Mountain farmers generally hold low value entitlements under the current Single Payment Scheme and will benefit significantly from the process of convergence that will take place under the Basic Payment Scheme that will take effect in 2015. The ‘Partial Convergence’ model, while initially retaining the link with current payments under the Single Payment Scheme, gradually moves all farmers towards a national average value over the five years of the new scheme. The purpose of this model is to achieve a phased redistribution of payments between those who currently hold high value entitlements and those who hold low value entitlements.
All farmers are guaranteed that by 2019 the value of their entitlements will at a minimum reach 60% of the national average entitlement value. In addition, while the present Grassland Sheep Scheme will come to an end, I have decided to incorporate the value of those payments into the calculation of entitlement value in 2015 for those farmers who received that payment. As with convergence, this provision will be to the advantage of mountain farmers many of whom specialise in sheep farming. They will in effect continue to benefit from the value of those payments.
Under the proposed new rural development programme for the period 2014 – 20120 [RDP] there are a range of support measures being considered. As part of this process my Department has published a consultation document outlining proposed measures for inclusion in the new RDP.
Under the new RDP the main areas proposed for support are:
- a substantial new agri-environment/climate scheme (GLAS), which will build on the progress made under REPS and AEOS. This will provide for a maximum payment of €5,000 for up to 50,000 farmers, and a further payment of up to €2,000 for a limited number of farmers who take on particularly challenging actions,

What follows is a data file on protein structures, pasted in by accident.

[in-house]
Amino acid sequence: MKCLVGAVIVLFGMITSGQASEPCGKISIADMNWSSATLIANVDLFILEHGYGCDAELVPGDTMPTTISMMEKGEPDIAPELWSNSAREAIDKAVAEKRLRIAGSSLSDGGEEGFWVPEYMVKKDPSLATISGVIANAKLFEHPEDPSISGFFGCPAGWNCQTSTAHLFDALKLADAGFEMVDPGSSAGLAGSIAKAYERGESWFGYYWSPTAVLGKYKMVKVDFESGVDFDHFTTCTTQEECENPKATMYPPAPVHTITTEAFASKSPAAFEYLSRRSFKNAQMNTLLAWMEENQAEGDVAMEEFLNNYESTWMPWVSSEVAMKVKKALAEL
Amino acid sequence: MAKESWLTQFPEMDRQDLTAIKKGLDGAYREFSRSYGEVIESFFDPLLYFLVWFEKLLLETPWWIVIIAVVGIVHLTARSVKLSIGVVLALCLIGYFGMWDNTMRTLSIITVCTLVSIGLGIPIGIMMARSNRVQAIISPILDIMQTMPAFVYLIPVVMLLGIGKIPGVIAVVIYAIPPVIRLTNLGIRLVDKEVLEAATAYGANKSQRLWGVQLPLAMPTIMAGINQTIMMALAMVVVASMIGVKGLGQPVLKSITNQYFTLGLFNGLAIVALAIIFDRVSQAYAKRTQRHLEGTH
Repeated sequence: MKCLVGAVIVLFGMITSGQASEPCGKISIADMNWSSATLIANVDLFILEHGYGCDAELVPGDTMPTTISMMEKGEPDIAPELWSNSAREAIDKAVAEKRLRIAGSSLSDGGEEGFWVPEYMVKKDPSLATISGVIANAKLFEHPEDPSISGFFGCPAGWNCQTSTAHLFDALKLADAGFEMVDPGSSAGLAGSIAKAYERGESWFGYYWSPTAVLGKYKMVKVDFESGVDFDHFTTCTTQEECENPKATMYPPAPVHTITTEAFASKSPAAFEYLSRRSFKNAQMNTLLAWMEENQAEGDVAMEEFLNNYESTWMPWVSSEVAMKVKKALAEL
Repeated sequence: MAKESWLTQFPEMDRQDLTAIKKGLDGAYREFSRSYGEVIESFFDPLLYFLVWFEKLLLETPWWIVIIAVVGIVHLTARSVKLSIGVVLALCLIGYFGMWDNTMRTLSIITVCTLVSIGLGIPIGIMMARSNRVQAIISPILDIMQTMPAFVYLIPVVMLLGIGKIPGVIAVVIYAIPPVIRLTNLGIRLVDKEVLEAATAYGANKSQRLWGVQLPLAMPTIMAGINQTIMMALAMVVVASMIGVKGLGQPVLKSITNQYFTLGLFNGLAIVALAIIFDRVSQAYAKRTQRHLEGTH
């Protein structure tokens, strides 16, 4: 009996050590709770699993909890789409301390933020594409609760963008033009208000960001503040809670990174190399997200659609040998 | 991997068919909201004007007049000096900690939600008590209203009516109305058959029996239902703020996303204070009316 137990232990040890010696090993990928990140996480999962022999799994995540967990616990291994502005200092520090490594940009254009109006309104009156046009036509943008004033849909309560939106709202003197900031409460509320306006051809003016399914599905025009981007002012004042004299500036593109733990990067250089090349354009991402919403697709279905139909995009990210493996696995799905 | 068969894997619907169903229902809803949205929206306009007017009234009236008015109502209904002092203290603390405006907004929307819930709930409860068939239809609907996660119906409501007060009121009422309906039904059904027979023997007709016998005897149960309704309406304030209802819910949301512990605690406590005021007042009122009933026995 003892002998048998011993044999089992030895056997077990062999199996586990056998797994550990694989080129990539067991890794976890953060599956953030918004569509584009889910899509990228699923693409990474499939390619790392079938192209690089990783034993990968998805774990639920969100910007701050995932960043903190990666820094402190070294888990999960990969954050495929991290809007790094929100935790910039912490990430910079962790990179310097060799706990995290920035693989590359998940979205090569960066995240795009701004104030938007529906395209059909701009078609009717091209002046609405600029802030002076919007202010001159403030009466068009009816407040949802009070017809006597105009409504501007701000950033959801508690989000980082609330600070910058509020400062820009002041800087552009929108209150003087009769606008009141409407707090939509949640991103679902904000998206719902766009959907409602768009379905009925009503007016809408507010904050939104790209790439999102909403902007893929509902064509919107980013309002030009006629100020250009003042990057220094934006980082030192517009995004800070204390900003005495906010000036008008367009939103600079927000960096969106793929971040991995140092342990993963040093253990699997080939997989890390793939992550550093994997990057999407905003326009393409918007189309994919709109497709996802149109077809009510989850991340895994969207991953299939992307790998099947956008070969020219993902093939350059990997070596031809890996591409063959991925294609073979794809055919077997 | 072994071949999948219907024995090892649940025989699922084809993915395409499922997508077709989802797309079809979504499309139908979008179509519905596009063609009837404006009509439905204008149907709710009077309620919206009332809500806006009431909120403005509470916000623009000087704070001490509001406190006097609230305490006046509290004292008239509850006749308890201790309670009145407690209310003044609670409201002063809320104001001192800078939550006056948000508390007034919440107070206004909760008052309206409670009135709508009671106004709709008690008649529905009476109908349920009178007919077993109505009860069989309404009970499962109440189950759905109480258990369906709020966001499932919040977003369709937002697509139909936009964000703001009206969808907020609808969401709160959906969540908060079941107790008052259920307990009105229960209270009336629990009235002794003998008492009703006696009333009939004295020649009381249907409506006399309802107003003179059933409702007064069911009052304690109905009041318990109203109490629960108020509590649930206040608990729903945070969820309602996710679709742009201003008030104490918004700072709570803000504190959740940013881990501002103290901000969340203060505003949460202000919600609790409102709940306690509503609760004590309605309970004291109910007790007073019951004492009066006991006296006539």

- continued strong support for disadvantaged areas (now Areas of Natural Constraint), to the tune of about €195 million per year,
- incentives for on-farm capital investment,
- knowledge transfer and innovation measures, aimed at underpinning farm viability, sustainability and growth through the adoption of best practice and innovative solutions,
- a new beef data and genomics measure worth up to €52 million per year aimed at improving the genetic quality of the beef herd,
- a separate strand of the support for on-farm capital investment will be ring-fenced for young farmers at a higher rate of aid intensity of 60% and
- other supports aimed at collaborative farming, artisan producers, organic farming etc.
The proposed measure outlines are available on my Department’s website and will form the basis for a public consultation. Written submissions are being sought by the deadline of the 19 February 2014. This consultation process will be a key step in designing a draft RDP for submission to the EU Commission for their approval.